A typical description of the term ' communicative' comes from Stern (1992, p177) who asks, "What is meant by a 'communicative activity'?" His answer centres on involving learners in "authentic communication" and in "' real' communication". The discussion following this statement attempts to separate 'real' language from language which is typically used to teach and learn language. In other words, "The focus is not on learning specific language features but on putting the language to use as the circumstances require". Stern contrasts the concepts of message-oriented language and medium-oriented language to drive a further wedge between language code and communicative intent, supporting this premise by claiming that, "children learn their first language in the process of communication without focusing on the code". Stern continues to define communicative activities by contrasting them with classroom ones. "Even if she has had a year or two of instruction, she is likely to find that a natural target language environment is very different from the conventional language class".
Stern's strong view of communicative, that is having the requirement of authenticity, may be contrasted with that of Morrow (cited in Larsen-Freeman, 2000, p129) who has no such requirement. For Morrow, communicative activities have three salient features: (1) some type of information gap, (2) a degree of choice and (3) the existence of feedback. Stern suggests that all of these are possible within the classroom environment. A close look at his activities reveals many instances where information gap, choice and feedback are not present. For example, when a teacher asks a student to open a window in a warm room and a student obeys, Stern would claim that the sequence of events was genuinely communicative. I suspect that Morrow would do the same although not under the banner of the communicative method. Conversely, when Morrow presents students with contrived activities, Stern's authenticity requirement is missing. One way of avoiding this problem is to ignore the distinction or requirement for authenticity. Nunan (1999) devotes an entire chapter of 'Language Teaching Methodology' "Communicative Approaches to Listening Comprehension" and studiously avoided any direct reference to what Stern would call authentic language, at the same time as strongly implying that the language chosen was indeed created for purposes other than language learning. Do we take this to mean that Nunan sides with Stern and implicitly requires authenticity? In the same book's chapter on materials development, he outlines a procedure for teachers to work with "authentic sources of data".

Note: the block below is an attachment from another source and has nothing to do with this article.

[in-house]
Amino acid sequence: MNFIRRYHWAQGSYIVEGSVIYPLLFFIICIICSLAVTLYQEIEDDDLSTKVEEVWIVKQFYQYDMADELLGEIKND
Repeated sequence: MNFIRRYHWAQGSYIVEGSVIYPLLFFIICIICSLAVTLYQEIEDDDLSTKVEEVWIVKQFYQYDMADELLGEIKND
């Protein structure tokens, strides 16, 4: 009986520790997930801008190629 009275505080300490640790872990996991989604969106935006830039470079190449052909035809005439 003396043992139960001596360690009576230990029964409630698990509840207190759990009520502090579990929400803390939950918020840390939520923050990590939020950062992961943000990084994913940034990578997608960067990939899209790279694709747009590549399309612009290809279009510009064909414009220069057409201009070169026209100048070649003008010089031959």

[ p. 123 ]

An earlier attack on the lack of clarity in defining each individual position in regard to 'communicative' is neatly summed up by Richards (2002, p36), who noted that "The 1970s was a period when everyone was 'going communicative', although precisely what was meant by that varied considerably". For Richards, Communicative Language Teaching (CLT) stands opposed to the systems of teaching where grammatical competence is the main aim with "a focus on communication as the organising principle for teaching". Richards described the emergence of Communicative Language Teaching as a historical movement challenging syllabuses based on the division of language into grammatical units. An additional irony concerning the term 'communicative' was the subsequent analysis of communicative functions and the presentation of those analyses into each equally strict and structured syllabuses. All that was accomplished by this, "was to take traditional items of grammar and restate them in terms of concepts or notions" (p37). In keeping with this selection and structured presentation of communicative concepts within a syllabus, Brown (1995, p7) categorises six ways of organising concepts on top of the traditional grammar or structural syllabus. Brown foregoes any discussion on authenticity per se but simply registers that in the communicative approach "students must be able to express their intentions. They must learn from the meanings that are important to them".
"Made-up language may be more beneficial for learners as it is easier to procure . . . and can reflect far more precisely the particular language input needs of any learner group at any particular time."